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Liquid facelift popular during tax season

Plastic surgery blog - facial filler liquid facelift Restylane Juvederm Belotero

Liquid facelift is the most popular plastic surgery procedure to enhance areas such as the cheeks, eyes, and lips.

Most tax refunds go to savings. However, in a 2017 survey conducted by RealSelf of a plastic surgery online community, over a third of those consumers reported that they plan to spend at least part of their tax refund on themselves with non-surgical cosmetic treatments. Botox® and facial fillers (Juvederm® and Restylane®) are the most popular of these non-surgical or liquid facelift treatments. In addition, according to this survey, a larger percentage of respondents will spend their tax refunds on cosmetic treatments this year as compared to last year.

Some patients enjoy spending tax refunds on themselves. – Houtan Chaboki, MD

In addition to this tax season bump, non-surgical treatments continue to increase in popularity. Washington DC plastic surgery patients like these liquid facelift treatments for a variety of reasons, such as helping prevent the appearance of aging before surgery or helping maintain aesthetic results after surgery. The minimal downtime with a quick return to work is a bonus too.

How much is a liquid lift?

If you plan an office treatment, best to know prices ahead of time to stretch your tax return. The average tax refund is approximately $3000 for east coast states, including Washington DC, Maryland, and Virginia. The cost of a liquid lift will vary based on multiple factors, but the following are approximate estimations.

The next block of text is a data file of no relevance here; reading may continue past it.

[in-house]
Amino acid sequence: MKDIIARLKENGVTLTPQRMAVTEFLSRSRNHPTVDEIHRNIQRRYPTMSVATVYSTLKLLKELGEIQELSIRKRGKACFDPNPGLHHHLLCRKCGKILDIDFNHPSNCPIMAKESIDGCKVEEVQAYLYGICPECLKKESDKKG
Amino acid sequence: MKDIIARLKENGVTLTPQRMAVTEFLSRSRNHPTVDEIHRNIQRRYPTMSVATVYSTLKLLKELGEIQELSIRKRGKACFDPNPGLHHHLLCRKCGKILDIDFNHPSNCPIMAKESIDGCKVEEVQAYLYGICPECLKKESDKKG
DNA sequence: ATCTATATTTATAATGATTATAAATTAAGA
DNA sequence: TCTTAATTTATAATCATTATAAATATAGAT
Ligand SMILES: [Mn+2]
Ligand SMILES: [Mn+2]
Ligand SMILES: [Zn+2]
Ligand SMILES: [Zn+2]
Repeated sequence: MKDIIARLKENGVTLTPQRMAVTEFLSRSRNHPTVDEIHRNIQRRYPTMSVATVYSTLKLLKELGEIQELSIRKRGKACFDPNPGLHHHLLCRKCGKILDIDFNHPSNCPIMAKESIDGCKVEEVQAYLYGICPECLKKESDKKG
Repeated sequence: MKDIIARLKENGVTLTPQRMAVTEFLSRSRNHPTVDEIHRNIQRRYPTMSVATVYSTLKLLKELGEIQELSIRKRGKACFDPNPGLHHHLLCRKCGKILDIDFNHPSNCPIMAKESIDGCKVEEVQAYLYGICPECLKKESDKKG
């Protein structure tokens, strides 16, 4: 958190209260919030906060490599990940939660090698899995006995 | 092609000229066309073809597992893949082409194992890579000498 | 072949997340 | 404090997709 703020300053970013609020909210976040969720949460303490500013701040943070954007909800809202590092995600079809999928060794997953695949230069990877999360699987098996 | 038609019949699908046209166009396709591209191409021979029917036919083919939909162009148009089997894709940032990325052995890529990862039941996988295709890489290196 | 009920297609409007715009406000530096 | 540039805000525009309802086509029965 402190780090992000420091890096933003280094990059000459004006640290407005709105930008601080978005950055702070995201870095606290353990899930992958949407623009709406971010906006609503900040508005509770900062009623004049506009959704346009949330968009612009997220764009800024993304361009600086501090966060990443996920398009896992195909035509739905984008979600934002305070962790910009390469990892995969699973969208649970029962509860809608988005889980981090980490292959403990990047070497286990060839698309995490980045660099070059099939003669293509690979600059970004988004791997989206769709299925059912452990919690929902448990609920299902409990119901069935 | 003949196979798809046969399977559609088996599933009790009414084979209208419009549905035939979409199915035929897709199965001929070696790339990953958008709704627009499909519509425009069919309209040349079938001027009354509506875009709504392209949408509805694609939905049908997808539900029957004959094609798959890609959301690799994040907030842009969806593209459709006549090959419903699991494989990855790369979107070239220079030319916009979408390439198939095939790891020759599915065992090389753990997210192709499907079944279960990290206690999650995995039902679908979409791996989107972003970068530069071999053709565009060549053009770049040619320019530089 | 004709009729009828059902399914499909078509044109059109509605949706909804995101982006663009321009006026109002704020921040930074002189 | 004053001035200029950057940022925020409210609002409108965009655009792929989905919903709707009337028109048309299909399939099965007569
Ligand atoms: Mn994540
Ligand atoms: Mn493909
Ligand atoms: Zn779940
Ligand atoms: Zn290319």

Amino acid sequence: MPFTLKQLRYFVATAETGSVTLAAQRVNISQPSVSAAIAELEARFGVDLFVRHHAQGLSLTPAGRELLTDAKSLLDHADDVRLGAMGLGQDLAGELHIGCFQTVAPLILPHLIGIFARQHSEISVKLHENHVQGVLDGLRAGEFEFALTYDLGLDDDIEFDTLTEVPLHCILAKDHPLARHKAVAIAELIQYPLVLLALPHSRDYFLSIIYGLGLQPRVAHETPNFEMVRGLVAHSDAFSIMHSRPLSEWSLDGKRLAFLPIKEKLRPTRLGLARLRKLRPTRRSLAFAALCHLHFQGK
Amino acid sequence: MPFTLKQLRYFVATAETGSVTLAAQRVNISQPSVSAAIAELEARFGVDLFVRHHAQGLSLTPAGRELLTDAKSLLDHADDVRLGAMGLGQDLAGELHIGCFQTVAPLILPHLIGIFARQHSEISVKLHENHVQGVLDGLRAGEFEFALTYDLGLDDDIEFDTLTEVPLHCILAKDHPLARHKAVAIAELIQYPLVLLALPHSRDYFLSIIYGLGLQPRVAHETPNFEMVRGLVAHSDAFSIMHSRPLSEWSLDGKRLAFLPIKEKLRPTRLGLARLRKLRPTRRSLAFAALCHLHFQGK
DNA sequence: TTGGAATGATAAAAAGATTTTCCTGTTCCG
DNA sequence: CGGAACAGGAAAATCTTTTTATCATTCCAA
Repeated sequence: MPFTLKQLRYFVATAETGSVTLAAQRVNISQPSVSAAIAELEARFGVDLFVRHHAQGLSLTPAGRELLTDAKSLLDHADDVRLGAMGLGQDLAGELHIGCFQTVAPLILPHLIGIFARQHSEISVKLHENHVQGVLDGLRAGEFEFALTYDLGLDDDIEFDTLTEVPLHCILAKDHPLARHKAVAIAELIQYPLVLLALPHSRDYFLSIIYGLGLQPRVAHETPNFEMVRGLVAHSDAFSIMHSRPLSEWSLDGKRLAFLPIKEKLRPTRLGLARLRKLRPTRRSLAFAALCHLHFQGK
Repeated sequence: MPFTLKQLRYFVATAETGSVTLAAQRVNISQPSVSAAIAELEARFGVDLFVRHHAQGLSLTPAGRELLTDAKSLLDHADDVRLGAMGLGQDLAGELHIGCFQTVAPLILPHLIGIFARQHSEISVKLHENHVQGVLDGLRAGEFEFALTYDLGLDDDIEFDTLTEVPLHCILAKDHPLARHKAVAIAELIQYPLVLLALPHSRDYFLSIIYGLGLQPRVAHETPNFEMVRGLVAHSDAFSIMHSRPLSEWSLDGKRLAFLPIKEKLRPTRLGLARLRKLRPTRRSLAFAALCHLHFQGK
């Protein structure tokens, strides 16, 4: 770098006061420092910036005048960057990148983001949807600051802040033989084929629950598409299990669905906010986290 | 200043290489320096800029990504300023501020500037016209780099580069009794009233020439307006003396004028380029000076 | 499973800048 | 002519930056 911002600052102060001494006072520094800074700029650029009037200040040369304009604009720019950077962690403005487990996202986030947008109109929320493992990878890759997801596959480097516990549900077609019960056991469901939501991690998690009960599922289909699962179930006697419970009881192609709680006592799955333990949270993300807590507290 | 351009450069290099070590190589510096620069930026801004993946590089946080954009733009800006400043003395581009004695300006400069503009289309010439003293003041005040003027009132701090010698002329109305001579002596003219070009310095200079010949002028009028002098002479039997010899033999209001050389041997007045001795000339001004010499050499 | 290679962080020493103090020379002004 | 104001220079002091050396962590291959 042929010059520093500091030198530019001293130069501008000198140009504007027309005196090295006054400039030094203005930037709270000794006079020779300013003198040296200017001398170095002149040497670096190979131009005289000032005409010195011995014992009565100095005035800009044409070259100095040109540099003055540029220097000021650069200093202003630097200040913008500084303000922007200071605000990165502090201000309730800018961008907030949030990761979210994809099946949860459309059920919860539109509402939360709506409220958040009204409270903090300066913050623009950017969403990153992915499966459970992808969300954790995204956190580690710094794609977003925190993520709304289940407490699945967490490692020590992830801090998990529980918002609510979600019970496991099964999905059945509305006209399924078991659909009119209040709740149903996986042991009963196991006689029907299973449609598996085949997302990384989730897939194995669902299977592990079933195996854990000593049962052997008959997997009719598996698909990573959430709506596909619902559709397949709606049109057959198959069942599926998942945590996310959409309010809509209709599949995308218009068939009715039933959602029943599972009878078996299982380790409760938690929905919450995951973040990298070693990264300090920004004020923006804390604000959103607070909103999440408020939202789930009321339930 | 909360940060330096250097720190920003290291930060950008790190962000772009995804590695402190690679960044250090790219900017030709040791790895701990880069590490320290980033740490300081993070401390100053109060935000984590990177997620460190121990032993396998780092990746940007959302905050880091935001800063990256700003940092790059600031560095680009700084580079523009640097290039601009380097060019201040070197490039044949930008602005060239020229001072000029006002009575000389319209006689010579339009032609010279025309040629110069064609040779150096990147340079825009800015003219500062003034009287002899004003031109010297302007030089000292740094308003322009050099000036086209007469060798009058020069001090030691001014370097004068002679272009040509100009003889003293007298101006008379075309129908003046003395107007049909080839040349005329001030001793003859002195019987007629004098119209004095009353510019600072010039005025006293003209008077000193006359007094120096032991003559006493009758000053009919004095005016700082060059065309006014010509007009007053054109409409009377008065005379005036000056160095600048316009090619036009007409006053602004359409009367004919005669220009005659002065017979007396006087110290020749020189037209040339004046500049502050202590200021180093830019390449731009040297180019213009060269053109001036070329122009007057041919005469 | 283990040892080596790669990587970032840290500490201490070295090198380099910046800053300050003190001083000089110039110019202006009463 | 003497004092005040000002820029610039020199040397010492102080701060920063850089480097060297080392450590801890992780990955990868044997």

• Botox® $400 to $1000
  • Dysport® $400 to $1000
  • Juvederm® $700 to $1500
  • Restylane® $700 to $1500
  • Belotero® $700 to $1500

Can tax refunds be applied toward plastic surgery?

Yes, but typical tax refunds won’t be able to cover the entire cost of surgery. Some patients use the tax refund as the impetus to undergo the surgery that was planned for months, such as eyelid surgery or neck lift surgery. However, the decision for plastic surgery itself is mutually determined by plastic surgeon and patient. Patients should still consult with plastic surgeons to determine if surgery is appropriate, regardless of how surgery might be financed.

Lastly, one can’t deduct expenses related to cosmetic surgery in their tax return. Reconstructive plastic surgery (ex. trauma or cancer) is a different issue, so speak with your accountant.

While April has traditionally been very busy for accountants, dermatologists and plastic surgeons have a busy spring season too. Have you considered facial plastic surgery? Share your thoughts below.

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    Houtan Chaboki, M.D.